A while back, I heard about a special kind of Australian lizard on a National Geographic TV Show. I do not remember the species’ name nor could I find it online. What makes these guys special is that there are two sizes of males: the big ones and the medium dudes.
In evolutionary terms, the existence of the medium dudes does not make sense, because the big ones are the ones who get to mate, thus generating more big lizards. Not having mated, the medium dudes eventually should have disappeared.
So why are the medium dudes around? Scientists investigated and figured it out. Here’s how it goes down. Big lizards gather at the entrance of their caves to fight for the females who await inside.
While the big ones are distracted fighting, the medium dudes (who are roughly the same size of females) waltz into the caves and mate with the females. That’s how they beat the law of the fittest.
What is your usual approach to a challenge? Are you like the big ones? Or are you a medium dude?
Even nature understands we need medium dudes. Merry Christmas.
Scene from the movie “The Little Prince” (Netflix)
-A scene from the animated movie “The Little Prince(Netflix)-
[The fox said] “It is the time you have wasted for your rose that makes your rose so important.”
“It is the time I have wasted for my rose,” said the little prince, so that he would be sure to remember.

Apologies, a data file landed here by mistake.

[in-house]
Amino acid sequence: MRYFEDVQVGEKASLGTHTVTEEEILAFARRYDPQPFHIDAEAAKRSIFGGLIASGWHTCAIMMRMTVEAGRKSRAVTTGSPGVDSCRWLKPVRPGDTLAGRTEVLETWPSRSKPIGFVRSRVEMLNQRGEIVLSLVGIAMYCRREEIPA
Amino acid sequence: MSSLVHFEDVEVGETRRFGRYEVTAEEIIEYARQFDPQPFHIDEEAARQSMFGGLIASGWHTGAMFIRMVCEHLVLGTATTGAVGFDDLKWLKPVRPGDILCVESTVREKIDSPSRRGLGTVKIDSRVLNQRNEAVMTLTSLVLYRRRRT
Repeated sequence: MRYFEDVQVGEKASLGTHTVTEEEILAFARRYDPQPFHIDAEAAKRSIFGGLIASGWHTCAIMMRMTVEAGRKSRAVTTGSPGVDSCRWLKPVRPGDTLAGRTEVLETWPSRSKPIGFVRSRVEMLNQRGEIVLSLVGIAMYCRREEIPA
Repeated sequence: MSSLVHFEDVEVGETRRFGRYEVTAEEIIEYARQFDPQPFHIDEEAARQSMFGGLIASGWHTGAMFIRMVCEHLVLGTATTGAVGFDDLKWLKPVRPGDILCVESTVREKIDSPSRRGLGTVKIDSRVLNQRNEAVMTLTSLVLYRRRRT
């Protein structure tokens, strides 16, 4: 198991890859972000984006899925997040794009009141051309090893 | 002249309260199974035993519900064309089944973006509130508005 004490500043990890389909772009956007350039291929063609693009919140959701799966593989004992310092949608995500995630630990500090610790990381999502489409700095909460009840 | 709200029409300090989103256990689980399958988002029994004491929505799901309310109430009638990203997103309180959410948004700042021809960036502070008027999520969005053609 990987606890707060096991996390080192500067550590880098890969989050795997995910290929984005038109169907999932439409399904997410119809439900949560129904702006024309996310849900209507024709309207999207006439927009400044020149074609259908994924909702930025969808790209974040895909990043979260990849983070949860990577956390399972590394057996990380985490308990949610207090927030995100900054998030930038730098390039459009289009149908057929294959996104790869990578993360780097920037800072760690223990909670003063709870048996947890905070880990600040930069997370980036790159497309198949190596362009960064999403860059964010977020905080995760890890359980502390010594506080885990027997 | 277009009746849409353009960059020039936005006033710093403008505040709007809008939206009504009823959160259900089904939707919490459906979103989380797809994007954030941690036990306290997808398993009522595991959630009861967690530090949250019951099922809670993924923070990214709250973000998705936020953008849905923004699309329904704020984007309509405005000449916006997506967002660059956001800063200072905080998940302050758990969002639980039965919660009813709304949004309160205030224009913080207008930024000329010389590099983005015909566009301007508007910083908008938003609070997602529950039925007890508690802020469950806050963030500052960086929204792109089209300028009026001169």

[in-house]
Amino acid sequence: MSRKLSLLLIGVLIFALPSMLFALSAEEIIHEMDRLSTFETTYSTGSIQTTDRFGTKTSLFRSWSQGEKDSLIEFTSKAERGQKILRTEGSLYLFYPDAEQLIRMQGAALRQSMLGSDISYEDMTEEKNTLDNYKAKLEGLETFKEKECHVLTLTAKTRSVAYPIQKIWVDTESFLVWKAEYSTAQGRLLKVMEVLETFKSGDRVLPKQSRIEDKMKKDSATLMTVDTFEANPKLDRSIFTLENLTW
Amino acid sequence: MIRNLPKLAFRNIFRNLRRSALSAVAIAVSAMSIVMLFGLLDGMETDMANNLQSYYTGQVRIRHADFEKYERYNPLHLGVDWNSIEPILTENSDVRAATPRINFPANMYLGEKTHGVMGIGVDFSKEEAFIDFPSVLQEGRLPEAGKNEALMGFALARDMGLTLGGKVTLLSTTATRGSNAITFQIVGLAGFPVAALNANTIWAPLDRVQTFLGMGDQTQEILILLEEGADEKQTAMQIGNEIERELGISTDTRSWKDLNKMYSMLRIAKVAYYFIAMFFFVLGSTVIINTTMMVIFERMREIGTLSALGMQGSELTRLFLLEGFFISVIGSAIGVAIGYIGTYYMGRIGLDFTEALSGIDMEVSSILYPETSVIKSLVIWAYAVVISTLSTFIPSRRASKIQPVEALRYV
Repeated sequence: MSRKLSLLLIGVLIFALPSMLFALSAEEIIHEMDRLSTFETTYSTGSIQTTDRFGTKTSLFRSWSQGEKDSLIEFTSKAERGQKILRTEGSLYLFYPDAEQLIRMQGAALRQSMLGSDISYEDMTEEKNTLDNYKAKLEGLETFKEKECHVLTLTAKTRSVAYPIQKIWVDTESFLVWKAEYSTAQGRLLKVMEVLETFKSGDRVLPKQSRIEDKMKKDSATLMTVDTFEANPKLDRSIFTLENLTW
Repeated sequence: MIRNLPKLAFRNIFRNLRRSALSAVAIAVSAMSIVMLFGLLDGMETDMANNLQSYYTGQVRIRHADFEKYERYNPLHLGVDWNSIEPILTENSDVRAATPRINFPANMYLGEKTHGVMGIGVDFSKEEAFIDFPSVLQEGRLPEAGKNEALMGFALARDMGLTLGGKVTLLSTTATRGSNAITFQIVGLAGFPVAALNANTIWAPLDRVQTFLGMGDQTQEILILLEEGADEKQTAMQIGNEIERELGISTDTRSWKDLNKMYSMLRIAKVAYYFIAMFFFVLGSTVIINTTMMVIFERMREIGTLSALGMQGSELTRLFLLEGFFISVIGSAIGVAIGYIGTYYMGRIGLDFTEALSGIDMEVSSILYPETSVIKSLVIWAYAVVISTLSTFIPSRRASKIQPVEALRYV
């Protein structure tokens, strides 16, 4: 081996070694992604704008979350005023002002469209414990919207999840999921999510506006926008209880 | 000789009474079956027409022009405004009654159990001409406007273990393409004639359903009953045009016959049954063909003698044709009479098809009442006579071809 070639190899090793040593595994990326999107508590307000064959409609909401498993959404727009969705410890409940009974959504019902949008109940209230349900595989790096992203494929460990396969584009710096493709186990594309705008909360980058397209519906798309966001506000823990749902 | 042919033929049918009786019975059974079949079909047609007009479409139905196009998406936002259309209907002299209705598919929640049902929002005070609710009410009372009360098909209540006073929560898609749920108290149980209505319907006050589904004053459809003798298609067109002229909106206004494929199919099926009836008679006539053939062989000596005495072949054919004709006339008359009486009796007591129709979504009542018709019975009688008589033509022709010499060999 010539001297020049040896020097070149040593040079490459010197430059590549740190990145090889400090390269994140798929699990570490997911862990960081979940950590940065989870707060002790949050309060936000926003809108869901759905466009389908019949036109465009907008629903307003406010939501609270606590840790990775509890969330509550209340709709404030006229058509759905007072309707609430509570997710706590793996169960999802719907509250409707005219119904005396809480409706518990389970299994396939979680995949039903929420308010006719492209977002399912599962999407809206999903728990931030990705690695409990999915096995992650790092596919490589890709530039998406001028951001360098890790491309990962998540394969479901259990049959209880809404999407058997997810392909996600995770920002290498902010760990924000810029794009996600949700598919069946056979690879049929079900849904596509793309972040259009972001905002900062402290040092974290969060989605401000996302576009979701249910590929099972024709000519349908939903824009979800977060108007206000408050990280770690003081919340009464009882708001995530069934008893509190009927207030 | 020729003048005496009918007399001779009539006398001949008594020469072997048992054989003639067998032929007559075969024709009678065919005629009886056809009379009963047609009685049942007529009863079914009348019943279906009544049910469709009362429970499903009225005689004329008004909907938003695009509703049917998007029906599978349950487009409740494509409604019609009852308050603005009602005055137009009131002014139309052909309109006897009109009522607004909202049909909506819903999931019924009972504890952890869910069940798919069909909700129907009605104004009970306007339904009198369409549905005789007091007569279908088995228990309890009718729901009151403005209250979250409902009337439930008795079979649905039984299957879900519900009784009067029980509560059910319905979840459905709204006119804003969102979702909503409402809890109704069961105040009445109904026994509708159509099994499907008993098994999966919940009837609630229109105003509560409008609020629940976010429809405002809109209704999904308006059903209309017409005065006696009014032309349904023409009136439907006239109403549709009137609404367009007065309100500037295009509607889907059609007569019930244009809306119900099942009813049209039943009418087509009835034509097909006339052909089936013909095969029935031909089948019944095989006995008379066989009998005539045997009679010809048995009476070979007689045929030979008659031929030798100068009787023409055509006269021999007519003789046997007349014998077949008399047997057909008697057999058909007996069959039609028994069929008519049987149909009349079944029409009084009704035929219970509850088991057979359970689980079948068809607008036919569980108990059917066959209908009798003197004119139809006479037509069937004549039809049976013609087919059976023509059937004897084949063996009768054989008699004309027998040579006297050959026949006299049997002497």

In “The Little Prince” by ANTOINE DE SAINT-EXUPÉRY (1900 – 1944), French writer, poet, aristocrat, journalist and pioneering aviator.
When I was about three, so my moms says, at one of the big family parties my parents used to host at home, one of my cousins of about the same age would not stop crying. I asked my mom why. She explained he had lost his pacifier.
I walked away in silence, went upstairs to my room and returned with my pacifier in hand, and then I plucked it into the open mouth of my crying relative, and that was the end of pacifiers for me.
This week I asked myself: If could only pick one value for a good life, what would it be? My usual top three are humility, gratitude and generosity. After some reflection, I picked generosity. I think I picked generosity when I was about three.
It’s funny how giving is both a gift for the receiver as well as the giver. And there are many forms of generosity beyond the material. Here’s a list of what we can give this holiday season, including to ourselves.
- Giving time
- Giving patience
- Giving silence
- Giving peace
- Giving joy
- Giving understanding
- Giving empathy
- Giving positivity
- Giving energy
- Giving the benefit of the doubt
- Giving a second chance
- Giving up being right
- Giving the center stage
- Giving sincere appreciation
- Giving belief in someone
- Giving forgiveness
- Giving unconditional love
What could you give more?
What would you add to this list?
Everyone seems to have a clear idea of how other people should lead their lives, but none about his or her own.
PAULO COELHO (1947), Brazilian lyricist and novelist, author — among many others — of The Alchemist.
And then I suddenly remember I want to send a message to my sister Maria asking her how she’s feeling. I open WhatsApp and see a message from my ex-wife. It’s about Irene, our daughter. It’s important, so I call.
After, I open WhatsApp again, and see a few messages that I read and respond to. I put my phone down, and go back to work on my computer. And then I suddenly remember I want to send a message to my sister Maria asking her how she’s feeling. I open WhatsApp and see…